Cooking Class at Molika: Pesce in crosta di sale

I’m privileged to have a terrific group of lady friends who like to cook, and we get together to learn and to teach one another once a month or so. In addition to our Thai cooking classes, we’ve made timballo (Italian “drum” with pasta and eggplant), tortas ahogadas, rajas, chicken mole, macarones, and lemon cake, among some other wonderful things.

Well, my friend Magda got the wonderful idea to book us a series of classes with Héctor at Molika, downtown on Belisario Dominguez near the Plazuela. While I’ve known Héctor for several years — he’s a GREAT bread baker (sourdough and ciabatta plus other good loaves) and I am in love with his grilled vegetables (which we also frequently make at home) — I discovered that he also truly shines as a teacher!

He is funny, charismatic, and I LOVE that he teaches METHODS rather than recipes! In one two-hour class on cooking fish, he demonstrated SIX different methods of preparing the fish we commonly have available here in Mazatlán. For me who learned to cook fish while living in Japan, I learned a lot. For example, he taught us to cut off the fins (see video above) before cooking the fish (you’ll know that most Asians LOVE the crispy fins and would never think of removing them before cooking), saying that the fins have too strong a flavor.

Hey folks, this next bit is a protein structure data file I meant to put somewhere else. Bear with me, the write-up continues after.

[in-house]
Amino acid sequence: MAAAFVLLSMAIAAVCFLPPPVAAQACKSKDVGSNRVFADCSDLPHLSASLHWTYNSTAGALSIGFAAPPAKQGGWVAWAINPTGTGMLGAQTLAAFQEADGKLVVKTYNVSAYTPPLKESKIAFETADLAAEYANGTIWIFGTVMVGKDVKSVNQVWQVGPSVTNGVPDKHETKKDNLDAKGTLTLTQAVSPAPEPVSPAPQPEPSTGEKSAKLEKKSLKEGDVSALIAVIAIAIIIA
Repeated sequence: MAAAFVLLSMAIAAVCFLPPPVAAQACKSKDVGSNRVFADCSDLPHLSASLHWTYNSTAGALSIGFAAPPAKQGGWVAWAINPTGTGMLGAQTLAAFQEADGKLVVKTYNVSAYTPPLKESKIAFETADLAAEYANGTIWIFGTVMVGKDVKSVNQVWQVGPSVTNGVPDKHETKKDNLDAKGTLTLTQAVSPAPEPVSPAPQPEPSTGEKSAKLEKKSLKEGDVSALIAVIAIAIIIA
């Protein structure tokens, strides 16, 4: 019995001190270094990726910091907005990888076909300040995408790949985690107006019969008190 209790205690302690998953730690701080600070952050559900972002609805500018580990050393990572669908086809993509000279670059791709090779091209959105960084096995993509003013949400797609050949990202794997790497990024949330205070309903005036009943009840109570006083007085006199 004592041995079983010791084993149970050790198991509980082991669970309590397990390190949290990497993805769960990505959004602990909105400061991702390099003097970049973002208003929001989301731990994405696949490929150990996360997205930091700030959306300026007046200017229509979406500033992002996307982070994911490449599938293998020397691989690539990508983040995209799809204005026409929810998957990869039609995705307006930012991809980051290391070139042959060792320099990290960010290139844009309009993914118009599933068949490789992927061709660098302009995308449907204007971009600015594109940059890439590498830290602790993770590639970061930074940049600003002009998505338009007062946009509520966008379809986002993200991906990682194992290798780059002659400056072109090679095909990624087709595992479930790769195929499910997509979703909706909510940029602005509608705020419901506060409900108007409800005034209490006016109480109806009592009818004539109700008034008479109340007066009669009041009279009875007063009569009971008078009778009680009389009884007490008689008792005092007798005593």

My favorite? Well, by now you know me. I love something different, and especially something impressive. And Héctor delivered: Pesce in crosta di sale, or fish in a “tomb” of salt. I’ve eaten many fish baked in salt crust before, but nothing quite like this!

Rather than just salt with aromatics, Héctor made a salt dough with the 2 salt : 1 flour, eggs, fresh herbs and a bit of water.

He kneaded it (see video above),

Rolled it out,

Pressed two pieces (top and bottom) to the form of the corvina, sealing the dough with beaten egg, decorated it a bit,